United States District Court, D. South Carolina, Florence Division
L. Wooten, Senior United States District Judge.
Ellison Lakell Cooper pled guilty to charges of Hobbs Act
robbery, in violation of 18 U.S.C. § 1951(a) (Count 3);
and using a firearm during and in relation to a crime of
violence, in violation of 18 U.S.C. § 924(c) (Count 5).
The Court sentenced him as a career offender and pursuant to
a Rule 11(c)(1)(C) agreement to a total of 300 months
incarceration, consisting of 216 months on Count 3 and 84
months consecutive on Count 5. ECF Nos. 56, 68. In his §
2255 petition, he makes two arguments: (1) that he is no
longer a career offender; and (2) that Hobbs Act robbery is
not a valid § 924(c) predicate conviction. ECF No. 103.
Petitioner's career offender argument, the Supreme Court
has now foreclosed that argument, having held that “the
advisory Sentencing Guidelines are not subject to a vagueness
challenge under the Due Process Clause and that §
4B1.2(a)'s residual clause is not void for
vagueness.” Beckles v. United States, 137
S.Ct. 886, 895 (2017); see also United States v.
Foote, 784 F.3d 931, 936 (4th Cir. 2015) (concluding
that an erroneous application of the Sentencing Guidelines,
including a career offender designation, is not cognizable on
collateral review pursuant to § 2255).
the Hobbs Act robbery argument, Petitioner makes two
arguments why it is not a § 924(c) predicate crime of
violence: (1) that Hobbs Act robbery does not qualify
categorically under § 924(c)'s force clause in light
of United States v. Torres-Miguel, 701 F.3d 165 (4th
Cir. 2012) and related cases; and (2) that §
924(c)'s residual clause is unconstitutionally vague in
light of Johnson v. United States, 135 S.Ct. 2551
argument as to the force clause is not persuasive. Every
circuit court that has addressed the issue has concluded that
substantive Hobbs Act robbery is a valid § 924(c)
predicate under the force clause. See United States v.
Garcia-Ortiz, 904 F.3d 102, 109 (1st Cir. 2018);
United States v. Melgar-Cabrera, 892 F.3d 1053,
1064-65 (10th Cir. 2018); United States v. Hill, 890
F.3d 51, 60 (2d Cir. 2018); United States v. Gooch,
850 F.3d 285, 292 (6th Cir. 2017); United States v.
Rivera, 847 F.3d 847, 848-49 (7th Cir. 2017); United
States v. Buck, 847 F.3d 267, 274-75 (5th Cir. 2017);
United States v. Howard, 650 Fed.Appx. 466, 468 (9th
Cir. 2016); In re Saint Fleur, 824 F.3d 1337,
1340-41 (11th Cir. 2016); United States v. House,
825 F.3d 381, 387 (8th Cir. 2016). There is no basis to
conclude that the Fourth Circuit would rule contrary to its
analysis in the above cases applies here and is persuasive.
Accordingly, the Court embraces that authority and concludes
that Hobbs Act robbery qualifies as a § 924(c) predicate
under the force clause. See also Stokeling v.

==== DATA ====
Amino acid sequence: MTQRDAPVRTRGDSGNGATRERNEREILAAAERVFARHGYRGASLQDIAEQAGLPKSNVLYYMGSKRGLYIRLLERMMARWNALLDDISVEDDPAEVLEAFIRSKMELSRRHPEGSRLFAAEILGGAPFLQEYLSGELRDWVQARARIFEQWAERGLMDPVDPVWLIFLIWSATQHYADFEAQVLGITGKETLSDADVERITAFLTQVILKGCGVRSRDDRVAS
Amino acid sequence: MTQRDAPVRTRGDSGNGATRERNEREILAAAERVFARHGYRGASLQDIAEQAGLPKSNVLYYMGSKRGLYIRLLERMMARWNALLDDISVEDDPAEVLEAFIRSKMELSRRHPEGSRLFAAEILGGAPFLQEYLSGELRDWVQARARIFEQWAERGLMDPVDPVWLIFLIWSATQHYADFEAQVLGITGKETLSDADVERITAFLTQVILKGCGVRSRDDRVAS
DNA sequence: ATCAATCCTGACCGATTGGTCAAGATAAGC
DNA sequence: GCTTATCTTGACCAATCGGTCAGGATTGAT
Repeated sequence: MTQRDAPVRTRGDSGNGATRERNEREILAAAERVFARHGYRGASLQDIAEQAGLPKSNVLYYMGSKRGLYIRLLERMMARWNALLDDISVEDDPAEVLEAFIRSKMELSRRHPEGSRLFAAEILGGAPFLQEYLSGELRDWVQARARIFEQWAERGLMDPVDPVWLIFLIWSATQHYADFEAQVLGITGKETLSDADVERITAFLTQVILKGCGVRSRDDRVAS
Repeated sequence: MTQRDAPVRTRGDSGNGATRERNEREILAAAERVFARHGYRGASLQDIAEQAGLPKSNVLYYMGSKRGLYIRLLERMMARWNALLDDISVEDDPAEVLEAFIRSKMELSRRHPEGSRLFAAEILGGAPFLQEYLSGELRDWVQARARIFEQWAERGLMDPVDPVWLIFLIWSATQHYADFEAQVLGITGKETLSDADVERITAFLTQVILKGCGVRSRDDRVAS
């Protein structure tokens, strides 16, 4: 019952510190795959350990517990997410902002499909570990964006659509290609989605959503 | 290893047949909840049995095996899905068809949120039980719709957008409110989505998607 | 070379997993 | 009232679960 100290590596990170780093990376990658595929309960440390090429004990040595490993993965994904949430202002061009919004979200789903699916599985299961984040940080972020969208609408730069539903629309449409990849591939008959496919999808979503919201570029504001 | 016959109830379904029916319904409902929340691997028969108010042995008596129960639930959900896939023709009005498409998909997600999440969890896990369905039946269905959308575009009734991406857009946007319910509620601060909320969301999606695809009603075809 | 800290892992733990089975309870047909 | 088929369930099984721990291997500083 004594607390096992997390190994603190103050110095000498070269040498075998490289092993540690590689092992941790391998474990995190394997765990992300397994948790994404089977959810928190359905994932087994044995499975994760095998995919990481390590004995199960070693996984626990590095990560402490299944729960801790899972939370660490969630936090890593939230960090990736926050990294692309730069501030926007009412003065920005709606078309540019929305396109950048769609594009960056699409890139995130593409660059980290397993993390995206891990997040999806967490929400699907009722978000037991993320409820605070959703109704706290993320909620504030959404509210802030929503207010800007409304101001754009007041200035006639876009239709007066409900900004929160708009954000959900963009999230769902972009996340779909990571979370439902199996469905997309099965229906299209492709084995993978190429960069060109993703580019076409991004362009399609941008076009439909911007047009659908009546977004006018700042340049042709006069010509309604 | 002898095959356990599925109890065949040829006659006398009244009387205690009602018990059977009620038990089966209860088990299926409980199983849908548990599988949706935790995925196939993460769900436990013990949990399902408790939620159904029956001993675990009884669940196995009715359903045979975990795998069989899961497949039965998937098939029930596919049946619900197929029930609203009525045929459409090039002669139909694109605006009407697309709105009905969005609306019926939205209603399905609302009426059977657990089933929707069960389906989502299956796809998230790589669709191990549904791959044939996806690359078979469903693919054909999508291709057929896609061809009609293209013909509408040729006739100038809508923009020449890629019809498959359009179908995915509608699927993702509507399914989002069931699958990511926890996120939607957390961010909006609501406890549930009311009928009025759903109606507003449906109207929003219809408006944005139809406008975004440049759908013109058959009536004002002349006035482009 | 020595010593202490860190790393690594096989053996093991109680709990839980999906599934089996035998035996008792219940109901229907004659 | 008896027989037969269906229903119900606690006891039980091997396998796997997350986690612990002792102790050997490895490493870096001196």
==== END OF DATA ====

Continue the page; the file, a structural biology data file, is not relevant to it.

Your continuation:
United States, 139 S.Ct. 544, 551, 554 (2019)
(concluding that a robbery conviction is a violent felony
under the ACCA's force clause as long as the conviction
categorically required force sufficient to overcome a
victim's resistance, however slight the resistance);
United States v. Evans, 848 F.3d 242, 247-48 (4th
Cir. 2017) (concluding that carjacking under 18 U.S.C. §
2119 is a crime of violence under § 924(c)(3)(A));
United States v. McNeal, 818 F.3d 141, 153 (4th Cir.
2016) (concluding that bank robbery under 18 U.S.C. §
2113(a) is a crime of violence under § 924(c)(3)(A)).
the Guidelines are not subject to a vagueness challenge and
because Hobbs Act robbery qualifies as a crime of violence
under § 924(c)(3)(A), Petitioner's petition for
relief pursuant to § 2255, ECF No. 103, is DENIED. This
action is hereby DISMISSED.
Court has reviewed this petition in accordance with Rule 11
of the Rules Governing Section 2255 Proceedings. In order for
the Court to issue a certificate of appealability, Rule 11
requires that Petitioner satisfy the requirements of 28
States v. Gleaton, No. 3:18-cr-00006-TLW-1 (D.S.C. Mar.
26, 2018) (order denying motion to dismiss), appeal docketed,
No. 18-4558 (4th Cir. Aug. 8, 2018); United States v.
Wilson, No. 3:17-cr-00138-TLW-1 (D.S.C. Sept. 22, 2017)
(order denying motion to dismiss), appeal docketed, No.
18-4159 (4th Cir. Mar. 15, 2018). § 2253(c)(2), which in
turn requires that he “has made a substantial showing
of the denial of a constitutional right.” The Court
concludes that he has not made such a showing, and it is
therefore not appropriate to issue a certificate of
appealability as to the issues raised in this petition.
Petitioner is advised that he may seek a certificate from the
Fourth Circuit Court of Appeals under Rule 22 of the Federal
Rules of Appellate Procedure.
 Petitioner bases his career offender
argument on the theory that South Carolina strong arm robbery
is not a crime of violence under the force clause. See ECF
No. 103-1 at 22-25. That argument has now been foreclosed by
the Fourth Circuit's decision in United States v.
Doctor, 842 F.3d 306 (4th Cir. 2016).
 The Court notes that this issue is
currently before the Fourth Circuit in at least three cases:
United States v. Allen, No. 4:02-cr-00750-TLW-2
(D.S.C. Feb. 5, 2019) (order denying § 2255 petition),